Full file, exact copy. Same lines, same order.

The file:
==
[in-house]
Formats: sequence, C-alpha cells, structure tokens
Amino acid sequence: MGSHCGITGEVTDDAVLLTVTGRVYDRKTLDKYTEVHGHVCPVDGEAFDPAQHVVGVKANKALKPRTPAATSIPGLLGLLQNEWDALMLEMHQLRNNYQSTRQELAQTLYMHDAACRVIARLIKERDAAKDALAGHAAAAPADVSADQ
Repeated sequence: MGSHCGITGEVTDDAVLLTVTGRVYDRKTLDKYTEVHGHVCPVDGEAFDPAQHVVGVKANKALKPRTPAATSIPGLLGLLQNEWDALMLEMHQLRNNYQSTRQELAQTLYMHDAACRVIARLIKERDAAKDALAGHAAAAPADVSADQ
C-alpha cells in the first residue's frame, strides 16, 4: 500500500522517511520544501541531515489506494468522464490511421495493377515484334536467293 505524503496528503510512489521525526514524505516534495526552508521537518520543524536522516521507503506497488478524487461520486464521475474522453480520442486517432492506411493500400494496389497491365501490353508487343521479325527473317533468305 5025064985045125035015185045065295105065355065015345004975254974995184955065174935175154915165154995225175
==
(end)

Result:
[in-house]
Formats: sequence, C-alpha cells, structure tokens
Amino acid sequence: MGSHCGITGEVTDDAVLLTVTGRVYDRKTLDKYTEVHGHVCPVDGEAFDPAQHVVGVKANKALKPRTPAATSIPGLLGLLQNEWDALMLEMHQLRNNYQSTRQELAQTLYMHDAACRVIARLIKERDAAKDALAGHAAAAPADVSADQ
Repeated sequence: MGSHCGITGEVTDDAVLLTVTGRVYDRKTLDKYTEVHGHVCPVDGEAFDPAQHVVGVKANKALKPRTPAATSIPGLLGLLQNEWDALMLEMHQLRNNYQSTRQELAQTLYMHDAACRVIARLIKERDAAKDALAGHAAAAPADVSADQ
C-alpha cells in the first residue's frame, strides 16, 4: 500500500522517511520544501541531515489506494468522464490511421495493377515484334536467293 505524503496528503510512489521525526514524505516534495526552508521537518520543524536522516521507503506497488478524487461520486464521475474522453480520442486517432492506411493500400494496389497491365501490353508487343521479325527473317533468305 5025064985045125035015185045065295105065355065015345004975254974995184955065174935175154915165154995225175